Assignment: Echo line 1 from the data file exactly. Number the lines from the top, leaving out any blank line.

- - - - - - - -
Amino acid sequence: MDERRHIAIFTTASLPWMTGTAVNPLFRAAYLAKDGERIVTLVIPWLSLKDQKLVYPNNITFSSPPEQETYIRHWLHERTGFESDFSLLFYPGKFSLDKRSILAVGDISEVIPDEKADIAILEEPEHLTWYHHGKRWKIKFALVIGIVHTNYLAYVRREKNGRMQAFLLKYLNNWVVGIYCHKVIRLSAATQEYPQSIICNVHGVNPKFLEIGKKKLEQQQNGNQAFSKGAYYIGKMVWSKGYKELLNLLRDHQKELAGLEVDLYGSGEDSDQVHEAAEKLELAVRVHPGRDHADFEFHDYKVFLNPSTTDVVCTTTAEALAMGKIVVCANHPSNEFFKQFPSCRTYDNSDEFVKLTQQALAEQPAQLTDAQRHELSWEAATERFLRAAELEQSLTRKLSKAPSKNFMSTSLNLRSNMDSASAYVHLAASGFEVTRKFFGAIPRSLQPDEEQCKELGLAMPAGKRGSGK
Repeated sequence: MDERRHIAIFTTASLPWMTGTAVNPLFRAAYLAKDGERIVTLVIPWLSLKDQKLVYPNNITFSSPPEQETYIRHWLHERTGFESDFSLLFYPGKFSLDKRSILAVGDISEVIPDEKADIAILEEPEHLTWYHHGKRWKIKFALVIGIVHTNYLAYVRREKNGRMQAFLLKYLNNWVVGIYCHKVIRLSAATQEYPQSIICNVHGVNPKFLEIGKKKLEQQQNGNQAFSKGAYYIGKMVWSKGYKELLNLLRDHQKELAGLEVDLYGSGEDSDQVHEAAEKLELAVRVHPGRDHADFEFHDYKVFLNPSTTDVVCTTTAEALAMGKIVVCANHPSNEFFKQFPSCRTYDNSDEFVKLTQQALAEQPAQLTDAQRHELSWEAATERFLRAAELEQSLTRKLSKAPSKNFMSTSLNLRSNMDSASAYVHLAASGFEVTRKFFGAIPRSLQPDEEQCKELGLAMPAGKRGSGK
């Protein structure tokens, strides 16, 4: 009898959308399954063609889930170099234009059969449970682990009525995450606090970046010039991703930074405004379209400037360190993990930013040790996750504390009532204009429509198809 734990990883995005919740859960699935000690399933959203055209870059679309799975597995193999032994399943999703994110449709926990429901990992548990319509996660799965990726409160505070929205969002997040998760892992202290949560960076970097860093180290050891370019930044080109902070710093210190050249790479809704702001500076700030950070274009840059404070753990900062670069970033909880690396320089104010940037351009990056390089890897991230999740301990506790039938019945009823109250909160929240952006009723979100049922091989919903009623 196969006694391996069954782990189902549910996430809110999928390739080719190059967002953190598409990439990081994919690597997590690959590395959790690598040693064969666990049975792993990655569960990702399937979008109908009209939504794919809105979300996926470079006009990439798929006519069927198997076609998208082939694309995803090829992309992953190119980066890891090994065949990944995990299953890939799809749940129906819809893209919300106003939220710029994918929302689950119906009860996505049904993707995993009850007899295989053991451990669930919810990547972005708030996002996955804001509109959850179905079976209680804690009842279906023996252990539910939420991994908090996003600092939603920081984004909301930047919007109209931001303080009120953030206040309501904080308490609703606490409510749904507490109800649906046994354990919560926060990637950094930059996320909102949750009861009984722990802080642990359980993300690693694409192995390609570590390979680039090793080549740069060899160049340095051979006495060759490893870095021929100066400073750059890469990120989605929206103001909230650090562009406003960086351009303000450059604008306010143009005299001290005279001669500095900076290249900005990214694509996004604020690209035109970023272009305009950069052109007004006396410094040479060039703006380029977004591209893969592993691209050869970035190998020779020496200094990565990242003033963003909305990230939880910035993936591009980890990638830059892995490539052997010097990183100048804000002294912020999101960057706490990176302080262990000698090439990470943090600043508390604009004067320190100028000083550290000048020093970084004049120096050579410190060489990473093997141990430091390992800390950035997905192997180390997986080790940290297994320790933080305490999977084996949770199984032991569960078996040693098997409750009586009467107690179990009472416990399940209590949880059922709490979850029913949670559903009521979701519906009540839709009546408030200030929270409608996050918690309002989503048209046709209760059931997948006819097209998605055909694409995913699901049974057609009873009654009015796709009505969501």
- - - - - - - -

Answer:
Amino acid sequence: MDERRHIAIFTTASLPWMTGTAVNPLFRAAYLAKDGERIVTLVIPWLSLKDQKLVYPNNITFSSPPEQETYIRHWLHERTGFESDFSLLFYPGKFSLDKRSILAVGDISEVIPDEKADIAILEEPEHLTWYHHGKRWKIKFALVIGIVHTNYLAYVRREKNGRMQAFLLKYLNNWVVGIYCHKVIRLSAATQEYPQSIICNVHGVNPKFLEIGKKKLEQQQNGNQAFSKGAYYIGKMVWSKGYKELLNLLRDHQKELAGLEVDLYGSGEDSDQVHEAAEKLELAVRVHPGRDHADFEFHDYKVFLNPSTTDVVCTTTAEALAMGKIVVCANHPSNEFFKQFPSCRTYDNSDEFVKLTQQALAEQPAQLTDAQRHELSWEAATERFLRAAELEQSLTRKLSKAPSKNFMSTSLNLRSNMDSASAYVHLAASGFEVTRKFFGAIPRSLQPDEEQCKELGLAMPAGKRGSGK